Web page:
Most people buying property in England and Northern Ireland must pay Stamp Duty Land Tax (SDLT) on their purchase. This was payable on all property over £125,000. But in July 2020, the government raised the threshold to £500,000 as a response to COVID-19 and its effect on the property market.
This has become known as a ‘Stamp Duty Tax holiday’ – a brief respite, not a totally rewritten policy. It’s a short term measure that’s coming to an end. So if you’re intending to buy and want to take advantage of the lower SDLT rate, you need to know your dates.
What’s the ‘holiday’ rate of SDLT?
The holiday SDLT rates give you a £15,000 tax break – quite a substantial amount to save, especially when you’re making such a big life change. Here’s how they compare to the pre-pandemic rates. This is for residential properties only.
|Value of property||SDLT holiday rate||SDLT pre-pandemic rate|
This tax is payable on freehold properties, new or existing leasehold purchases, transferred land or property and on property bought through a shared ownership scheme.
The threshold for non-residential properties is currently £150,000.
When does the SDLT holiday rate end?
This tax cut applied from 8th July 2020 and end on 30th June 2021. To avoid a sudden leap back to pre-pandemic rates, there will be an interim step.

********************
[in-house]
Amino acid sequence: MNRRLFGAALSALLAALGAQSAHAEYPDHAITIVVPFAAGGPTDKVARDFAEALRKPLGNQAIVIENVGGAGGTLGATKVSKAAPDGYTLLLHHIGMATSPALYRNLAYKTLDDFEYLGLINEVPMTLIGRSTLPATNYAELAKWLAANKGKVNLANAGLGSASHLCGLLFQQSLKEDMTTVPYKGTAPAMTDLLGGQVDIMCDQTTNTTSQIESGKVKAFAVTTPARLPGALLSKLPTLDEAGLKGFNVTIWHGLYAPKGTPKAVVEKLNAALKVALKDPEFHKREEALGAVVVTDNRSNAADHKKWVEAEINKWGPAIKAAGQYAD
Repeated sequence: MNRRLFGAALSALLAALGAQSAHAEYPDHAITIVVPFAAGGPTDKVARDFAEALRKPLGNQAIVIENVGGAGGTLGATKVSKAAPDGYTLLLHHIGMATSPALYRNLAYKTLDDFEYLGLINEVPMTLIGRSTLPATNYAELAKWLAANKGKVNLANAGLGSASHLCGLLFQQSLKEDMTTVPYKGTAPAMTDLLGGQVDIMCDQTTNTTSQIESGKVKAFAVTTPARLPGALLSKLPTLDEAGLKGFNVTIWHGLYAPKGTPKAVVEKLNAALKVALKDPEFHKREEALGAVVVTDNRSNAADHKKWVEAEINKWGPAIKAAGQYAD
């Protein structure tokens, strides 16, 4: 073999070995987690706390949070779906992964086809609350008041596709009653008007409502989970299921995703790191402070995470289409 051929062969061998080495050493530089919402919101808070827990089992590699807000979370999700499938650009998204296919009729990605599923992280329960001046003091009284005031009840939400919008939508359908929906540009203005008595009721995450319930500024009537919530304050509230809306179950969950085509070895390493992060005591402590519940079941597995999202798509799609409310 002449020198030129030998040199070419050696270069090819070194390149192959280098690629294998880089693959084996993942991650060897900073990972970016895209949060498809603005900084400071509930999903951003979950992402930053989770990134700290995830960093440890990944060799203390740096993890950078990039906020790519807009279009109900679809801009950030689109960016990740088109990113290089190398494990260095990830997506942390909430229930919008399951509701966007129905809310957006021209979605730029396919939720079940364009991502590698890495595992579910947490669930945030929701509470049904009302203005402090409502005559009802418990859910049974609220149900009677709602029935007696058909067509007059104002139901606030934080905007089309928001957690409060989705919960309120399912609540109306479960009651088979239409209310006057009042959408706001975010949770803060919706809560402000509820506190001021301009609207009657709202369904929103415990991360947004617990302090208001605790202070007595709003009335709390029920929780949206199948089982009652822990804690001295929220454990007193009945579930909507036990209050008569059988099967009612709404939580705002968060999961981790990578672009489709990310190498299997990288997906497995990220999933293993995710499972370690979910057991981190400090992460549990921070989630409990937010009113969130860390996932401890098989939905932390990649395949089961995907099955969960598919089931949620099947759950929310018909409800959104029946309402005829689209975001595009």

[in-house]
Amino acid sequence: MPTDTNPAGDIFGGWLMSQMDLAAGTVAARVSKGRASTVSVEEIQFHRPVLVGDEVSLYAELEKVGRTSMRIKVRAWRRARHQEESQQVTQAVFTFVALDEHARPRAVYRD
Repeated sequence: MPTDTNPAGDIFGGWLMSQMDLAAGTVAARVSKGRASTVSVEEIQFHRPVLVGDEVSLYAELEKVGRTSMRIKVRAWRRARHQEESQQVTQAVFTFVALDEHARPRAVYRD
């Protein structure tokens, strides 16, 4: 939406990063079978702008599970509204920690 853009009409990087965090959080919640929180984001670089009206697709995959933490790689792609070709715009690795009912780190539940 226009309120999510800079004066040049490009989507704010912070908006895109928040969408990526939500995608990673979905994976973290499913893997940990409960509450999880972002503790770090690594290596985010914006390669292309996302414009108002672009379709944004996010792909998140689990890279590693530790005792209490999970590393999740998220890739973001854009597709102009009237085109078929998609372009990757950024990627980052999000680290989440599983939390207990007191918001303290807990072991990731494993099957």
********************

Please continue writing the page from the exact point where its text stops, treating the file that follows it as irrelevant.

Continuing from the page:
Between 1st July 2021 and 30th September 2021 the SDLT threshold for residential properties will decrease to £250,000.
Then, from 1st October 2021, it goes back down to £125,000.
For non-residential properties, the threshold remains at £150,000 throughout.
What are the SDLT rates from October 2021?
This is the HMRC table, explaining the percentage of SDLT that’s charged on each portion of your house’s price.
|Property or lease premium or transfer value||SDLT rate|
|Up to £125,000||Zero|
|The next £125,000 (the portion from £125,001 to £250,000)||2%|
|The next £675,000 (the portion from £250,001 to £925,000)||5%|
|The next £575,000 (the portion from £925,001 to £1.5 million)||10%|
|The remaining amount (the portion above £1.5 million)||12%|
The house costs £300,000. Your SDLT calculation is:
- First £125,000: 0% = £0
- Next £125,000: 2% = £2,500
- Final £50,000: 5% = £2,500
- Total SDLT to pay: £5,000
HMRC has a handy free calculator to help you work out the SDLT on the properties you’re considering.
Is there no SDLT to pay in Scotland and Wales?
There is still tax to pay on property and land purchases in Scotland and Wales – they’re just called something different.
On 1 April 2015, the Scottish Parliament replaced SDLT with Land and Buildings Transaction Tax (LBTT).
The rates as of 1st April 2021 are as follows:
|Price of property or land||Land and Buildings Transaction Tax|
|£145,001 to £250,000||2%|
|£250,001 to £325,000||5%|
|£325,001 to £750,000||10%|
In Wales, the Welsh Parliament sets their Land Transaction Tax (LTT) rates.
|Property price||Rate from 27 July 2020 to 30 June 2021
|Rate from 1st July 2021|
|Up to £180,000||0%||0%|
|£180,000 to £250,000||0%||3.5%|
|£250,000 to £400,000||5%||5%|
|£400,000 to £750,000||7.5%||7.5%|
|£750,000 to £1,500,000||10%||10%|
If you’re ready to buy a property, you can save yourself a few thousand pounds by paying attention to these tax cut deadlines. It’s very unlikely that they’ll go back down again after they return to pre-coronavirus rates. So if you can – take advantage of the tax break on your new home.